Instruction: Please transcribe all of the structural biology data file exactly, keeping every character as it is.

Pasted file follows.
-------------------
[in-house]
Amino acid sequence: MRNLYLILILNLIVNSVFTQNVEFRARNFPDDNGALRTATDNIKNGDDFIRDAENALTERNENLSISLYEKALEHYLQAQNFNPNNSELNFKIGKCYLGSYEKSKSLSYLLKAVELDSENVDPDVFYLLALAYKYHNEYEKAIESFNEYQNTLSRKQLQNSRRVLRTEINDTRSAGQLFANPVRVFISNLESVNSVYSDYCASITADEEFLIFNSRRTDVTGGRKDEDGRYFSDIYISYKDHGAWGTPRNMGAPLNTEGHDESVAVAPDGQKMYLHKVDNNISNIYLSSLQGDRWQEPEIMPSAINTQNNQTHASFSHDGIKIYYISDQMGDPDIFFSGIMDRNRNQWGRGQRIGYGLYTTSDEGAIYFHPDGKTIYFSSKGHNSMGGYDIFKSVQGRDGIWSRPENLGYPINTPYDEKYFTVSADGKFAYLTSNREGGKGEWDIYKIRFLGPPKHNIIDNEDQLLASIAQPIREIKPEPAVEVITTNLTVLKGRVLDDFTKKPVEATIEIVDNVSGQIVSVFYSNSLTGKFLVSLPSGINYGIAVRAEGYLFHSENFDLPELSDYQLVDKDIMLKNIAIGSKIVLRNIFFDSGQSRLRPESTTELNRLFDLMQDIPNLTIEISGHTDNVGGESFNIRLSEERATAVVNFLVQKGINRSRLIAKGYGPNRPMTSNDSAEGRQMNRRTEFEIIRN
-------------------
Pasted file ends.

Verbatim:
[in-house]
Amino acid sequence: MRNLYLILILNLIVNSVFTQNVEFRARNFPDDNGALRTATDNIKNGDDFIRDAENALTERNENLSISLYEKALEHYLQAQNFNPNNSELNFKIGKCYLGSYEKSKSLSYLLKAVELDSENVDPDVFYLLALAYKYHNEYEKAIESFNEYQNTLSRKQLQNSRRVLRTEINDTRSAGQLFANPVRVFISNLESVNSVYSDYCASITADEEFLIFNSRRTDVTGGRKDEDGRYFSDIYISYKDHGAWGTPRNMGAPLNTEGHDESVAVAPDGQKMYLHKVDNNISNIYLSSLQGDRWQEPEIMPSAINTQNNQTHASFSHDGIKIYYISDQMGDPDIFFSGIMDRNRNQWGRGQRIGYGLYTTSDEGAIYFHPDGKTIYFSSKGHNSMGGYDIFKSVQGRDGIWSRPENLGYPINTPYDEKYFTVSADGKFAYLTSNREGGKGEWDIYKIRFLGPPKHNIIDNEDQLLASIAQPIREIKPEPAVEVITTNLTVLKGRVLDDFTKKPVEATIEIVDNVSGQIVSVFYSNSLTGKFLVSLPSGINYGIAVRAEGYLFHSENFDLPELSDYQLVDKDIMLKNIAIGSKIVLRNIFFDSGQSRLRPESTTELNRLFDLMQDIPNLTIEISGHTDNVGGESFNIRLSEERATAVVNFLVQKGINRSRLIAKGYGPNRPMTSNDSAEGRQMNRRTEFEIIRN